## Fundamentals of Diophantine GeometryDiophantine problems represent some of the strongest aesthetic attractions to algebraic geometry. They consist in giving criteria for the existence of solutions of algebraic equations in rings and fields, and eventually for the number of such solutions. The fundamental ring of interest is the ring of ordinary integers Z, and the fundamental field of interest is the field Q of rational numbers. One discovers rapidly that to have all the technical freedom needed in handling general problems, one must consider rings and fields of finite type over the integers and rationals. Furthermore, one is led to consider also finite fields, p-adic fields (including the real and complex numbers) as representing a localization of the problems under consideration. We shall deal with global problems, all of which will be of a qualitative nature. On the one hand we have curves defined over say the rational numbers. Ifthe curve is affine one may ask for its points in Z, and thanks to Siegel, one can classify all curves which have infinitely many integral points. This problem is treated in Chapter VII. One may ask also for those which have infinitely many rational points, and for this, there is only Mordell's conjecture that if the genus is :;;; 2, then there is only a finite number of rational points. |

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### Contents

III | 1 |

IV | 5 |

V | 9 |

VI | 12 |

VII | 18 |

VIII | 19 |

IX | 21 |

X | 24 |

XLIX | 183 |

L | 188 |

LI | 189 |

LII | 192 |

LIII | 194 |

LIV | 196 |

LV | 197 |

LVI | 200 |

XI | 29 |

XII | 32 |

XIII | 41 |

XIV | 44 |

XV | 50 |

XVI | 54 |

XVII | 62 |

XVIII | 66 |

XIX | 70 |

XX | 76 |

XXI | 83 |

XXII | 87 |

XXIII | 90 |

XXIV | 91 |

XXV | 95 |

XXVI | 99 |

XXVII | 106 |

XXVIII | 110 |

XXIX | 113 |

XXX | 120 |

XXXI | 124 |

XXXII | 134 |

XXXIII | 138 |

XXXIV | 139 |

XXXV | 144 |

XXXVI | 145 |

XXXVII | 146 |

XXXVIII | 149 |

XXXIX | 153 |

XL | 158 |

XLI | 163 |

XLII | 165 |

XLIII | 170 |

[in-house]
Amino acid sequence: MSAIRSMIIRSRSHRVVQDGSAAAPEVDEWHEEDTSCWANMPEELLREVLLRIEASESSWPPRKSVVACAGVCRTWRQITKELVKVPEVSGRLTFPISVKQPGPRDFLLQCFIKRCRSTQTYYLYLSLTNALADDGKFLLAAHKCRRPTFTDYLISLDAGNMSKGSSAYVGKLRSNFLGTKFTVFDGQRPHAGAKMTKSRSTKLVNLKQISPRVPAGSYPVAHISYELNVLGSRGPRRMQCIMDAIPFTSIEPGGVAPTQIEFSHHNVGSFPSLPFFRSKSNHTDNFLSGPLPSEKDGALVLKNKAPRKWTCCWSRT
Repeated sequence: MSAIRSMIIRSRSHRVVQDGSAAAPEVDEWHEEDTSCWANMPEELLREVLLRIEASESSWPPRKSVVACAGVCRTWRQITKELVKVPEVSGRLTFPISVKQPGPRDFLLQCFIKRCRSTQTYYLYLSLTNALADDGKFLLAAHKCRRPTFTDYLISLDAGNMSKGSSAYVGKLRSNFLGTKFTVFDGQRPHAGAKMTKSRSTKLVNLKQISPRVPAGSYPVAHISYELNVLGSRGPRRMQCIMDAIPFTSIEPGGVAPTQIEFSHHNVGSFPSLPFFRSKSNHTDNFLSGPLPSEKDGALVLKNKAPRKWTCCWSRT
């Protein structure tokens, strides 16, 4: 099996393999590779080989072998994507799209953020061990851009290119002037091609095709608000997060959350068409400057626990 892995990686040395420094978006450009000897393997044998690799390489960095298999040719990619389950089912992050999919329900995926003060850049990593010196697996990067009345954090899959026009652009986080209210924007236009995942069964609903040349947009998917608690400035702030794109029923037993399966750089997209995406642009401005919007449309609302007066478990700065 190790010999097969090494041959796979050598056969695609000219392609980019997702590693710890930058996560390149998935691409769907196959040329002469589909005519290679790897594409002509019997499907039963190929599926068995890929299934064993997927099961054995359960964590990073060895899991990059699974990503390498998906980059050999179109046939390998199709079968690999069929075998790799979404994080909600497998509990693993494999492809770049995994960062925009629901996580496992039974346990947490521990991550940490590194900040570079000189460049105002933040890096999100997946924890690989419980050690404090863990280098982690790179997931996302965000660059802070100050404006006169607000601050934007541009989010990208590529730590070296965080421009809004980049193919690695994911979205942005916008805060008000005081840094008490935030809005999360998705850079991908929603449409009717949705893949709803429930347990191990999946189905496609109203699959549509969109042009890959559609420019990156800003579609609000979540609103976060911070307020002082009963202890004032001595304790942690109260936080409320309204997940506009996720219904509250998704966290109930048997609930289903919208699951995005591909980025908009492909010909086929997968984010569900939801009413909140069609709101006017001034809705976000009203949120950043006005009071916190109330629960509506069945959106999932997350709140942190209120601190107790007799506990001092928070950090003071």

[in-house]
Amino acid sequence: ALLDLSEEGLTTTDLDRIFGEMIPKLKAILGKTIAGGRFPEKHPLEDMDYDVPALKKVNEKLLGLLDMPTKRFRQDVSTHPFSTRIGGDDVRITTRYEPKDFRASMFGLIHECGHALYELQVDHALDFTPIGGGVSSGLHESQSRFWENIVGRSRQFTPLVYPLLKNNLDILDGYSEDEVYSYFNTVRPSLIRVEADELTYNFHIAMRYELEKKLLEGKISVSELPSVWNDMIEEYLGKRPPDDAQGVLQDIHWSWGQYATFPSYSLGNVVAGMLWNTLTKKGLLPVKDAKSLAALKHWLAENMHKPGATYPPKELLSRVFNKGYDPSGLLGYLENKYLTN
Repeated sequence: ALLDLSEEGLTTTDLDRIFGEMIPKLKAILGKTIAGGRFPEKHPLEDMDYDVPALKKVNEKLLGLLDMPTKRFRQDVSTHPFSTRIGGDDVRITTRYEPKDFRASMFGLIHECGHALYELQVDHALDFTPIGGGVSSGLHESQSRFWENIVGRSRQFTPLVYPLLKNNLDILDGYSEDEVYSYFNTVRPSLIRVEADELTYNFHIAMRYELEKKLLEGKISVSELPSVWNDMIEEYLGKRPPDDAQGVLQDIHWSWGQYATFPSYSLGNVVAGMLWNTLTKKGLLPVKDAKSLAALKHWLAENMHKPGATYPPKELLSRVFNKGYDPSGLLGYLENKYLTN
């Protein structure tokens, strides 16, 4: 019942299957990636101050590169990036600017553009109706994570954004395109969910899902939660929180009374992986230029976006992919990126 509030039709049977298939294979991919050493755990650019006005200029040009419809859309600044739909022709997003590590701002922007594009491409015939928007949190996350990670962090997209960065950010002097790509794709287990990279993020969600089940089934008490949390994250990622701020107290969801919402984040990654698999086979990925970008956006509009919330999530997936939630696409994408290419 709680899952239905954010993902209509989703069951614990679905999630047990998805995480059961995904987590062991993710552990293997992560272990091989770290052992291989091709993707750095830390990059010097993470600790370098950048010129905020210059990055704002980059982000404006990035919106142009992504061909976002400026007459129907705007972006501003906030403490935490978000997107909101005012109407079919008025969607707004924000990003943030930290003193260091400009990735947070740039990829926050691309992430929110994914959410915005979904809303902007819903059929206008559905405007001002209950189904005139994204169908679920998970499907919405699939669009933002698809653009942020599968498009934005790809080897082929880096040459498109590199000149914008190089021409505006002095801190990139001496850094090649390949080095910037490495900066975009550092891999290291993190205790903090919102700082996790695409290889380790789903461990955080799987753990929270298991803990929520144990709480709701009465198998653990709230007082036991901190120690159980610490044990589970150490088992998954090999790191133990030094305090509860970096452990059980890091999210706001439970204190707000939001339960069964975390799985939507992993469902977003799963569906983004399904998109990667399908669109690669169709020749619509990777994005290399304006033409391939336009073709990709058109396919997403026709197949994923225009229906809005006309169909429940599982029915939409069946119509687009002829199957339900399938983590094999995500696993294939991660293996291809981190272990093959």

XLIV | 171 |

XLV | 173 |

XLVI | 175 |

XLVII | 178 |

XLVIII | 181 |

LVII | 205 |

LVIII | 212 |

LIX | 225 |

LX | 226 |

LXI | 229 |

LXII | 233 |

LXIII | 236 |

LXIV | 239 |

LXV | 242 |

LXVI | 247 |

LXIX | 252 |

LXX | 258 |

LXXI | 263 |

LXXII | 266 |

LXXIII | 271 |

LXXIV | 276 |

LXXV | 283 |

LXXVI | 286 |

LXXVII | 290 |

LXXVIII | 296 |

LXXIX | 297 |

LXXX | 303 |

LXXXI | 307 |

LXXXII | 314 |

LXXXIII | 320 |

LXXXIV | 324 |

LXXXV | 327 |

LXXXVI | 332 |

LXXXVII | 334 |

LXXXVIII | 339 |

LXXXIX | 341 |

XC | 344 |

XCI | 347 |

XCII | 349 |

XCIII | 355 |

359 | |

367 | |

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abelian variety absolute values affine algebraic ample apply associated assume basis bounded called canonical Cartier Chapter characteristic closed coefficients complete component conclude condition conjecture consider constant contained coordinates Corollary corresponding curve deal defined definition denote depending determined divisor elements embedding equal equation equivalent exists extension fact factor fiber finite extension finite number fixed follows function genus geometry give given height Hence homomorphism ideal immediately induces inequality infinite integer intersection irreducible isomorphism Lemma linear means Mordell morphism multiplicative non-singular Note number field obtained pair points polynomial positive prime projective Proof proper properties Proposition prove quadratic rational rational function reader relation relative Remark represented respect ring roots satisfying shows space subgroup subset suffices Suppose Theorem theory unique unit valuation variables write